What is La Frisella Pugliese?

What is La Frisella Pugliese?

By Silvia Costantino

Today’s dish comes right from the southern tradition.

You will probably find it quite similar to Panzanella salad, but that’s just the way it works with tradition – people used to prepare their meals with what they had, and, very often, that was just old bread, vegetables, and olive oil.

So, let’s go south and enjoy the very typical lunch of Puglia (and Basilicata, and Campania): La Frisella Pugliese. (Also called fresella, or frisa, or fresa…it depends on where you are!)

There is actually more than one way to prepare it as well!

What is Frisella? 

A Frisella is a large, round piece of dry, baked durum wheat flour, often with a hole in the center. It may be thick or thin, depending on where you are.

Frisella is a tough thing to eat on its own. In fact, it is commonly considered sort of an edible plate, to cover with food. You know when people say they’re so hungry they might as well eat the plate? Yes, that’s the case here!

Ingredients You’ll Need

For this Frisella recipe, you can choose to make one or two Frisella per person. It just depends on how hungry you are, how big the pieces are, and how thick the bread is. Let’s say you will pick two medium-sized Frisella.

Here is what you will need to prepare it:

-6 small red tomatoes (3 for each piece of bread)

-Oregano or basil

-Green pepper


-Extra Virgin Olive Oil

That’s all you need for a proper Frisella! Now, you can choose two ways of preparing it.

Preparation Method 1

Chop the tomatoes, mix them with a bit of garlic, olive oil, and salt, and then cover the bread with the mix – like it’s a bruschetta. Cover with a pinch of pepper and oregano as well.

This first method is more polite, tidy, and elegant. You can either serve the Frisella fully ready or let the guests season it as they want.

Preparation Method 2

Cut the tomatoes in two and rub them directly on the bread until it becomes red, then pour the salt, the pepper, and the oil (in this exact order), and rub again – with your finger! Oregano comes last. If you like them, you might also leave the tomato skin on it and eat them with everything else.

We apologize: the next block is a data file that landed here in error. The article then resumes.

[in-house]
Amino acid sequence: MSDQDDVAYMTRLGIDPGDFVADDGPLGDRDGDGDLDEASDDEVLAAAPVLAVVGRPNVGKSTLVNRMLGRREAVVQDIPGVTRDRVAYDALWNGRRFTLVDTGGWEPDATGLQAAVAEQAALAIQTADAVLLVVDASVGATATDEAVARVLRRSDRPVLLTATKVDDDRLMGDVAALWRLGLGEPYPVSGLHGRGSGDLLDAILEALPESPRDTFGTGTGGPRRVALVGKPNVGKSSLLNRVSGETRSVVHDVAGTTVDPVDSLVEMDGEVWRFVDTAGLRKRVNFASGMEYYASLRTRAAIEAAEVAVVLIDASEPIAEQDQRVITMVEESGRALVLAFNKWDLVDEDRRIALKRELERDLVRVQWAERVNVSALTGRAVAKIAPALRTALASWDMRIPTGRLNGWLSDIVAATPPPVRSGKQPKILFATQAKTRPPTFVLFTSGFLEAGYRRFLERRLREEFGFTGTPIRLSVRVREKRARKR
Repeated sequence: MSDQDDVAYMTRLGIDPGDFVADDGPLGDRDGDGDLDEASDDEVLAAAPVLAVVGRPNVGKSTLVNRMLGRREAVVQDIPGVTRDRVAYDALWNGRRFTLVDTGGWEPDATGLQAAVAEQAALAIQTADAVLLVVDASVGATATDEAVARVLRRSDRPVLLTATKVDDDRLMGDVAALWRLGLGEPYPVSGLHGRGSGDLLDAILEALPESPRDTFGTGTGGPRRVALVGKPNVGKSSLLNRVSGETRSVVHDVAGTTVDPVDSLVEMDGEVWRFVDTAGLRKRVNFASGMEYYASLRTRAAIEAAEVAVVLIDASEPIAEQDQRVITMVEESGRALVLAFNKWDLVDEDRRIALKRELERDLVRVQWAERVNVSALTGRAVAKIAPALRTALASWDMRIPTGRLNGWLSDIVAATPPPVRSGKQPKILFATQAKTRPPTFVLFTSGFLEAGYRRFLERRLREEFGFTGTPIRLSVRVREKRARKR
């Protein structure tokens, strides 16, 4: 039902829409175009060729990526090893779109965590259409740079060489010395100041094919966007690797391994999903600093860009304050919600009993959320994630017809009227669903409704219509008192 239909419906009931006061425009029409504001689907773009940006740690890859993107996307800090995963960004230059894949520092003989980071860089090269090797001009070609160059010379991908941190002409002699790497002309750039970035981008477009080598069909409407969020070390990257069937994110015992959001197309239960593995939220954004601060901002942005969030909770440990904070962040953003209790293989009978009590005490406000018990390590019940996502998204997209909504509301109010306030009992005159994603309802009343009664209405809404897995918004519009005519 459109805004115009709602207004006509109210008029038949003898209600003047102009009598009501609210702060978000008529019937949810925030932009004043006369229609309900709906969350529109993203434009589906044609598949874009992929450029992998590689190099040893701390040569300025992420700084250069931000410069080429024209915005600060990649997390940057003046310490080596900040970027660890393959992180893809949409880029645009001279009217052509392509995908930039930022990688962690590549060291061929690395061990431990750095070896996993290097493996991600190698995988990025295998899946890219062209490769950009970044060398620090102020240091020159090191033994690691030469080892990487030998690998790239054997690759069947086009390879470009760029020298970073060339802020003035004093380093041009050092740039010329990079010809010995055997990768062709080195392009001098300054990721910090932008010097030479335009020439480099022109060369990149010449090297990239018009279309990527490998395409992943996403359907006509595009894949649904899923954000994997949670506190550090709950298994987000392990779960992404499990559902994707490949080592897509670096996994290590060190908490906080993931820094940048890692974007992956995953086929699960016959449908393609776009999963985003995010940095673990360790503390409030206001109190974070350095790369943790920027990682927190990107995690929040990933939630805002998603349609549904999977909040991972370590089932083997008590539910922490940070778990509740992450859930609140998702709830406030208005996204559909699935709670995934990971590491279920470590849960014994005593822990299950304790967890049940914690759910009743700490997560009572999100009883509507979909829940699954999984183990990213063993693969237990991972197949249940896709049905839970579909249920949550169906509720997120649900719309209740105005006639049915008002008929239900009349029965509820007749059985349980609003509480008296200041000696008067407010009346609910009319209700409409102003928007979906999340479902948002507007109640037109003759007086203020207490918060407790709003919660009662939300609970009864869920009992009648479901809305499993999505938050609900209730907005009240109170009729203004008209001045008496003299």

The second method is a bit more rural, but it’s a real pleasure. So, if you’re comfortable at home, alone, or with close friends, you really should try it once!

Before doing all that, remember to wet the Frisella! Unless you have very strong teeth, it’s highly recommended to plunge the Frisella quickly into cold water – under the sink or in a bowl – before seasoning. They absorb the liquids very fast, so it’s a matter of seconds.

How to Enjoy Frisella

You can eat a Frisella alone since it’s just like a bowl of pasta. But no one will give you a second glance if you eat some salad (fennel and orange salad, onion salad, or just regular salad, with it). You can also enjoy cheeses with your Frisella, too. In Puglia, it’s common to have the Cacioricotta cheese, but you can also go multicultural and try Feta cheese, or olives.

We’ve provided you with the basics, and now it’s up to you to create a masterpiece to your liking – that’s the best of tradition!

Enjoy your southern dinner! Buon Appetito!

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